b.  Data set (modem).  A device that converts outgoing digital signals to analog for transmission over telephone lines and converts incoming analog signals to a digital form. 

    c.  Facsimile (imaging).  A device that converts hard copy (pictures, documents, etc.) for transmission to and from a distant point over switched telephone lines. 

    d.  Telephone station equipment.  A device that converts the human voice into electrical impulses for transmission by wire or other media (see par. 2-5). 

    e.  Teletypewriter (TTY).  A device that converts keyboard messages into signals sent over a telecommunications system and produces hard copy or tape from them at the termination end.   

5.  Telephone station equipment.  Many commonly used terms for telephone station equipment are specific vendor brand names.  To avoid bias toward any particular vendor, use generic terms. 

    a.  Automatic answering machine.  A device that automatically answers incoming calls, provides an announcement, and records short messages.

    b.  Automatic dialing equipment.  A device that automatically initiates dialed calls to one or more preset numbers when the user depresses a key or enters a short code number. 

    c.  Call director.  A key station that allows a central answering location (usually a reception or secretarial station) to forward incoming calls manually through the use of dedicated keys, or automatically through a switching device. 

    d.  Cellular telephone.  A wireless telephone instrument connected to the commercial or Government networks via radio transmission. 

    e.  Extension station.  A telephone instrument connected to a main station, sharing the same telephone number. 

    f.  Key station.  A telephone that allows a user to access multiple lines through keys (push-buttons).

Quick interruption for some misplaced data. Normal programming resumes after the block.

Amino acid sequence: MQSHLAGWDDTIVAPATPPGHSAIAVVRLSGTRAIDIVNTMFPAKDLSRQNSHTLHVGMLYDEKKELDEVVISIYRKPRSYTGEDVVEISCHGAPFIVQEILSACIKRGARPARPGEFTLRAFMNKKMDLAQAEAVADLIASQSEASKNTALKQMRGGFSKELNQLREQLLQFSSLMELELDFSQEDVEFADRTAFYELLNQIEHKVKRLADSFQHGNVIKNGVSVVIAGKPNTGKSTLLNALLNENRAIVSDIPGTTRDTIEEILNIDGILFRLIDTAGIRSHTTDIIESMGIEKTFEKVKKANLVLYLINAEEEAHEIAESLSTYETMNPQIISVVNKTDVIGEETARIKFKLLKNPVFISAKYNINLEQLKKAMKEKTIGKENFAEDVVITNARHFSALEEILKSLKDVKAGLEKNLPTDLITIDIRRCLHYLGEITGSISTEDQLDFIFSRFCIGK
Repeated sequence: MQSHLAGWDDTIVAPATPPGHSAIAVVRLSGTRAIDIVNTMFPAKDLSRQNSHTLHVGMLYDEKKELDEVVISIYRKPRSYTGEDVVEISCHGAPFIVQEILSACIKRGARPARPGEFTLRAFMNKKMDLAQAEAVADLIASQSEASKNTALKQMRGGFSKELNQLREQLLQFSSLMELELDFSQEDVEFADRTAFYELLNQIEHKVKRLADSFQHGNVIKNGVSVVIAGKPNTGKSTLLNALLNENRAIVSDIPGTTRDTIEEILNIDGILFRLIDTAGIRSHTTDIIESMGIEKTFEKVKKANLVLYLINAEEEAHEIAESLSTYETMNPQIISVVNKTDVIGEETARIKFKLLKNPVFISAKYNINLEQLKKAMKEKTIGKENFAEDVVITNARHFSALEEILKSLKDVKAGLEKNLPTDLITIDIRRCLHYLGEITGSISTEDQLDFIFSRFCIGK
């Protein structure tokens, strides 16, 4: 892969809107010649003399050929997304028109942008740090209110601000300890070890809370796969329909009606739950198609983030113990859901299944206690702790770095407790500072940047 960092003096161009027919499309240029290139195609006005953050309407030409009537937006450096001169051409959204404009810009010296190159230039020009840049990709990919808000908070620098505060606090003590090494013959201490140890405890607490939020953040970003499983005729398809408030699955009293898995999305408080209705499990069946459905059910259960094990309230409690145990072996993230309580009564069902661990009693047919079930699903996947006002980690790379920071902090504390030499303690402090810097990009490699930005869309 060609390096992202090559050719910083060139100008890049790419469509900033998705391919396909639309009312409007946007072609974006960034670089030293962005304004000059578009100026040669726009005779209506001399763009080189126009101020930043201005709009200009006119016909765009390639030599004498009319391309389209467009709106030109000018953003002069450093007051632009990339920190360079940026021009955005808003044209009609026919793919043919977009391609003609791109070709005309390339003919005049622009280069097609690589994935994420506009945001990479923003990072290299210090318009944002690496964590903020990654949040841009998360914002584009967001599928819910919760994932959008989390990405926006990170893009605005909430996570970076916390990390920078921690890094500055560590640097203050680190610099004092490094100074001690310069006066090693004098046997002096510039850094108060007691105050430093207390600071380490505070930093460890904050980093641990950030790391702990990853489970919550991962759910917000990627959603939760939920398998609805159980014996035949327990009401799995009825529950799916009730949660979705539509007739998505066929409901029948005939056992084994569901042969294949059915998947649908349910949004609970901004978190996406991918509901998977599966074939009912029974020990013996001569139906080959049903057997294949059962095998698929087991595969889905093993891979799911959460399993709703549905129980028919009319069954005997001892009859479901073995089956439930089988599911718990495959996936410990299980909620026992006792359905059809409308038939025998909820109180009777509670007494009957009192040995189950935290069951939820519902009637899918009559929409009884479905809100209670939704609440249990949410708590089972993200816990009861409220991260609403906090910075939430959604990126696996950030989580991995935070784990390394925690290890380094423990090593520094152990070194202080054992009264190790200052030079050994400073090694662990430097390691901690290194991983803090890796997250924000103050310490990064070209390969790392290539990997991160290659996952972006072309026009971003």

g.  Main station.  A telephone instrument having a unique telephone number connected to a PBX or directly to a central office. 

    h.  Speakerphone.  A hands-free telephone that includes a loudspeaker and a microphone to permit group participation in one telephone call.

    i.  Telephone Device for the Deaf.  A device that uses typed input and output to allow individuals with hearing or speech impairments to communicate over a telecommunications network. 

6.  Telephone lines.  

    a.  Business line.  A direct connection to the public switched network.

    b.  Intercommunicating line.  An internal line for direct intercommunication between two or more telephones, operating directly through a PBX or CENTREX; an intercom. 

    c.  Primary line.  A line that connects a main station to a multiple-customer switching system (CENTREX, ASP, WITS), a PBX, or automatic dialing equipment.  It is identified with a telephone number from the main system and is associated with at least one specific main station.  Most GSA phones are on primary lines. 

    d.  Private line.  A line that provides dedicated point-to-point communication between two telephones; a "hot line". 


                     TABLE OF CONTENTS


Paragraph                                             Paragraph

  Titles                                               Numbers 

General  ............................................     1 

FTS2001 contract  ...................................     2 

WITS2001 LD Crossover contract  .....................     3 

Local Services Program  .............................     4 

Commercial services  ................................     5 

Equipment  ..........................................     6 


                                   CHAPTER 3.  DESCRIPTION OF EQUIPMENT AND SERVICES

1.  General.  This chapter provides descriptions of Government-provided and commercial long-distance (intercity) and local service and equipment.